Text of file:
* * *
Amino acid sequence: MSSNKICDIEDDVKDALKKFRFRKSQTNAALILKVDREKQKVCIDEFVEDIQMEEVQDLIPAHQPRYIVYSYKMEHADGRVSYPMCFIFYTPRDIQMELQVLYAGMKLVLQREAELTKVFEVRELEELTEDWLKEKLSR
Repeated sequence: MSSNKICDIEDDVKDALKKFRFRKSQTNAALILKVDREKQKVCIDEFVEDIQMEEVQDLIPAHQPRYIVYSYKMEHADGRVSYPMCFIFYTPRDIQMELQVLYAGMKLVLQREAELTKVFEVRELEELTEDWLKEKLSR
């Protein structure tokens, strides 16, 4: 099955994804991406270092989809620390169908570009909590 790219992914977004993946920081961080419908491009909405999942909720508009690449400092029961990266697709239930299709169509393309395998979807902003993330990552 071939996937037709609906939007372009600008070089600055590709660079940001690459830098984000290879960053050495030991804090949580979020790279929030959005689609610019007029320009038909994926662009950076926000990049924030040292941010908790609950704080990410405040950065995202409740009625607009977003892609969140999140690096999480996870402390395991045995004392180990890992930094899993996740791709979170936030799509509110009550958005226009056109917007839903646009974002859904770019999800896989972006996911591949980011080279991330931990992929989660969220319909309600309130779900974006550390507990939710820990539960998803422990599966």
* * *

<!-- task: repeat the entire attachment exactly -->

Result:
Amino acid sequence: MSSNKICDIEDDVKDALKKFRFRKSQTNAALILKVDREKQKVCIDEFVEDIQMEEVQDLIPAHQPRYIVYSYKMEHADGRVSYPMCFIFYTPRDIQMELQVLYAGMKLVLQREAELTKVFEVRELEELTEDWLKEKLSR
Repeated sequence: MSSNKICDIEDDVKDALKKFRFRKSQTNAALILKVDREKQKVCIDEFVEDIQMEEVQDLIPAHQPRYIVYSYKMEHADGRVSYPMCFIFYTPRDIQMELQVLYAGMKLVLQREAELTKVFEVRELEELTEDWLKEKLSR
């Protein structure tokens, strides 16, 4: 099955994804991406270092989809620390169908570009909590 790219992914977004993946920081961080419908491009909405999942909720508009690449400092029961990266697709239930299709169509393309395998979807902003993330990552 071939996937037709609906939007372009600008070089600055590709660079940001690459830098984000290879960053050495030991804090949580979020790279929030959005689609610019007029320009038909994926662009950076926000990049924030040292941010908790609950704080990410405040950065995202409740009625607009977003892609969140999140690096999480996870402390395991045995004392180990890992930094899993996740791709979170936030799509509110009550958005226009056109917007839903646009974002859904770019999800896989972006996911591949980011080279991330931990992929989660969220319909309600309130779900974006550390507990939710820990539960998803422990599966």